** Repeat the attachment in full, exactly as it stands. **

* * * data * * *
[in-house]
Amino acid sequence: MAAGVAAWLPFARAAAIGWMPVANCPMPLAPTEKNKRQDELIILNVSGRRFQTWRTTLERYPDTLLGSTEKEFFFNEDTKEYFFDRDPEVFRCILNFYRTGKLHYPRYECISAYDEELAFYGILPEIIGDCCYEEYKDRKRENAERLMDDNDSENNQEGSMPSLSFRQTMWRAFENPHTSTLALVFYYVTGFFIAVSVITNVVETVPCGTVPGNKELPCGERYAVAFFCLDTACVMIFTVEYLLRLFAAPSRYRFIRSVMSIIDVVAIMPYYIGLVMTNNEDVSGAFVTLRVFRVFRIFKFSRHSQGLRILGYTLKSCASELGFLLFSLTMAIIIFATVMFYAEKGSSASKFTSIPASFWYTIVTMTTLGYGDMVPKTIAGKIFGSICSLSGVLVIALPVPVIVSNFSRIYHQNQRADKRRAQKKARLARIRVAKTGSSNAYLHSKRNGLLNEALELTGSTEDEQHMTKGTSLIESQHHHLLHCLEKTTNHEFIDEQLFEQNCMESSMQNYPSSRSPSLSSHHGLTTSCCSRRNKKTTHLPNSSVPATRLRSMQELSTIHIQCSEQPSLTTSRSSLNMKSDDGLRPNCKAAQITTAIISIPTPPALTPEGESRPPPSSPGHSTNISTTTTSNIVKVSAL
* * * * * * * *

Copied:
[in-house]
Amino acid sequence: MAAGVAAWLPFARAAAIGWMPVANCPMPLAPTEKNKRQDELIILNVSGRRFQTWRTTLERYPDTLLGSTEKEFFFNEDTKEYFFDRDPEVFRCILNFYRTGKLHYPRYECISAYDEELAFYGILPEIIGDCCYEEYKDRKRENAERLMDDNDSENNQEGSMPSLSFRQTMWRAFENPHTSTLALVFYYVTGFFIAVSVITNVVETVPCGTVPGNKELPCGERYAVAFFCLDTACVMIFTVEYLLRLFAAPSRYRFIRSVMSIIDVVAIMPYYIGLVMTNNEDVSGAFVTLRVFRVFRIFKFSRHSQGLRILGYTLKSCASELGFLLFSLTMAIIIFATVMFYAEKGSSASKFTSIPASFWYTIVTMTTLGYGDMVPKTIAGKIFGSICSLSGVLVIALPVPVIVSNFSRIYHQNQRADKRRAQKKARLARIRVAKTGSSNAYLHSKRNGLLNEALELTGSTEDEQHMTKGTSLIESQHHHLLHCLEKTTNHEFIDEQLFEQNCMESSMQNYPSSRSPSLSSHHGLTTSCCSRRNKKTTHLPNSSVPATRLRSMQELSTIHIQCSEQPSLTTSRSSLNMKSDDGLRPNCKAAQITTAIISIPTPPALTPEGESRPPPSSPGHSTNISTTTTSNIVKVSAL